As x \to 0, u \to \infty and \frac{\ln u}{u} \to 0

        \ln y = 0

        y = 1

        Hmmmm interesting...
        Can it not also be shown without the substitution?

        y=x^x

        \ln y = x\ln x

        x=0

        \ln y = 0\ln0

        \ln y\ = 0

        hence...

         y = 1

        but is  0 ln 0 equal to as  ln 0 is undefined...hmmmm

        It would be like saying  (0/0)0 = 0
        ...
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        (Original post by fusionskd)
        \ln y = 0\ln0
        Well, yes; the other method strikes me as 'more rigorous', though. It's obvious that x ln x tends to 0 as x tends to 0, but it's still not nice.
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        (Original post by fusionskd)
        It is implied in mathematics that;
        0^0 = 1

        Can anybody explain why this is, whats the proof behind this?
        Doesn't the statement also imply that;
        

n/n = n^0
        

0/0 = 0^0
        when n=0
         0/0 = 1
         0^5/0^5=0^(5-5) = 1

        ??????????
        You've said
        

n/n = n^0
        implies
        

\larrow0/0 = 0^0

        then that \frac{0}{0} makes sense, which of course it doesn't.

        It could just be defined as so, in the same way that 0! is defined to be 1. Its just definition...
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        The definition for 0! actually works and is easy to understand via the proof.

        We know that;
         n(n-1)! = n!
         n=1
         0! = 1!
        hence...
         0! = 1
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        x^0 = 1

        0^x = 0

        When x = 0 it could be either. Or any number you like really, as you can't divide any number by zero, or can you take the log of zero. It's daft to think otherwise. Here's a clear illustration...

        0 \times 5 = 7 \times 0

        \frac{0}{0} = \frac{7}{5}

        Or... any *******ing number you like! Also... if 3 \times 5 = 15 then  \frac{15}{5} = 3. Assume you can do the same thing with zero. 0 \times 19 = 0.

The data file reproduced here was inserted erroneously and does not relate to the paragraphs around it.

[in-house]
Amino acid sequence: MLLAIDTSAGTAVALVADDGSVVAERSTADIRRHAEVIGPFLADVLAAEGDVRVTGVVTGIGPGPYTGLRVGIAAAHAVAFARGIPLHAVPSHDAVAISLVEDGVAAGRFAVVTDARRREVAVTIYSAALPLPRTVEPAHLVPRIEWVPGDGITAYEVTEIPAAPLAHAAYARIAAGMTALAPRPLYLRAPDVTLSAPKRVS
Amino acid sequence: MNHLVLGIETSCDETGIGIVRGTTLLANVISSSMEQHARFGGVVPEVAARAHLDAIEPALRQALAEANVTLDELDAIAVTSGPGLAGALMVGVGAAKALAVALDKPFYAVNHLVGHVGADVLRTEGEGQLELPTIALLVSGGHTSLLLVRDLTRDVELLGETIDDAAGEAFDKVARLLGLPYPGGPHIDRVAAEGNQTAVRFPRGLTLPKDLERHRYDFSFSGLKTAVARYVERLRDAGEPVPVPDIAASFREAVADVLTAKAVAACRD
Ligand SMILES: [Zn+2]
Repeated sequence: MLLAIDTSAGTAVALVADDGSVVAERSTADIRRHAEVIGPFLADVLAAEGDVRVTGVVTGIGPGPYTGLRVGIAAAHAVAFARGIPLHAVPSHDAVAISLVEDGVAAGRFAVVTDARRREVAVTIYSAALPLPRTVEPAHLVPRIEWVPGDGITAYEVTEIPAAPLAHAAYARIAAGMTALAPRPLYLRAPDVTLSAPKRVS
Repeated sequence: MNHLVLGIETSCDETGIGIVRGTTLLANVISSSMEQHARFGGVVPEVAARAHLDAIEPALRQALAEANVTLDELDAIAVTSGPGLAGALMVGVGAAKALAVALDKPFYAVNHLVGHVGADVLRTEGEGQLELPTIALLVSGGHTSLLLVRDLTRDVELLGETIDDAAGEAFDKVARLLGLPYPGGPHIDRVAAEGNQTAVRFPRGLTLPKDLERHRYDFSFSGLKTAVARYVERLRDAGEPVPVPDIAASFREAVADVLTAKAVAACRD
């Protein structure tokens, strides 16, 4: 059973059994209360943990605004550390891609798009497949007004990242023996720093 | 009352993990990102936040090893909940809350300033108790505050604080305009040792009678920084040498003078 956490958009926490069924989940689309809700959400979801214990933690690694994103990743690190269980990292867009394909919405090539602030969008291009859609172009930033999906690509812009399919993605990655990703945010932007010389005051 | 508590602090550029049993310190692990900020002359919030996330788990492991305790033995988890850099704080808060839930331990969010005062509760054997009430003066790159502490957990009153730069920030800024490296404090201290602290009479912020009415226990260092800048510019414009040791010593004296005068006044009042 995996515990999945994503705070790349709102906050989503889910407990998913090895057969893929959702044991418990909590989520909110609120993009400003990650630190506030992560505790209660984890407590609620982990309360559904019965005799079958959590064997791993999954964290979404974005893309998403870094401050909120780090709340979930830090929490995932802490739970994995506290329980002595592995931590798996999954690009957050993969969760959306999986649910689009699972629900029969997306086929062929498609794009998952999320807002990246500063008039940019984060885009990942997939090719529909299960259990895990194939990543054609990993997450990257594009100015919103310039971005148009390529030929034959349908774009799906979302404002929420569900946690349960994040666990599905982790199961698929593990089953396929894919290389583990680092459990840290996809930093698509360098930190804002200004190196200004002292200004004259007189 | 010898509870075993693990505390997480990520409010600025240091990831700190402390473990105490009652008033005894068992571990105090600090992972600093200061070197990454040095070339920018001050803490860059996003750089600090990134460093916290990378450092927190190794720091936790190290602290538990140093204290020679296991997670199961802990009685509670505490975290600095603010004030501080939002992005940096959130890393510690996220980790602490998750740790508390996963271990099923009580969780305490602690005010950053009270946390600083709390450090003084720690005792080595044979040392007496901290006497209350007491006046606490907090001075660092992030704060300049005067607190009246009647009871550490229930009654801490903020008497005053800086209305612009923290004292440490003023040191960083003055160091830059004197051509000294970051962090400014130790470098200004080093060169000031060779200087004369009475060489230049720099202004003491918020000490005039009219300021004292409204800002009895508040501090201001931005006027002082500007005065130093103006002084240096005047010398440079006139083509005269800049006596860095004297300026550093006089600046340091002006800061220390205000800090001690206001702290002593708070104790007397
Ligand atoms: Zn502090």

19/0 = ...? ? But 0 \times 0 is zero...

        Thus NEVER DIVIDE BY ZERO. Also no logging! And no 0^0 either. It's all just silly. Hence why mathematicians define it all as undefined.

        And for ANYONE who thinks \frac{x}{0} = \infty you too are also silly. Silly, silly silly.
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        (Original post by fusionskd)
        Also here is why it is defined as 1:
        http://www.math.hmc.edu/funfacts/ffiles/10005.3-5.shtml

        if this is the case, doesnt it imply that 0/0=1

        ?
        if 1/0 is infinity and 0/0 is identical to 0(1/0) then this is the same as 0 multiplied by infinity, which is 0 i guess... i just realised. this is completely irrelivent
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        (Original post by madima)
        if 1/0 is infinity and 0/0 is identical to 0(1/0) then this is the same as 0 multiplied by infinity, which is 0 i guess... i just realised. this is completely irrelivent
        And wrong.

        1/0 has no meaning, regardless of whether you follow that up by multiplying by 0 too. The 0s don't cancel because "1/0" is meaningless. It's like "1/+" or "1/tree". Division is not defined under those circumstances.

        On the other hand, fractions can approach a limit as their numerators and denominators approach zero (depending on 'how fast' they're going to zero and their relative sizes).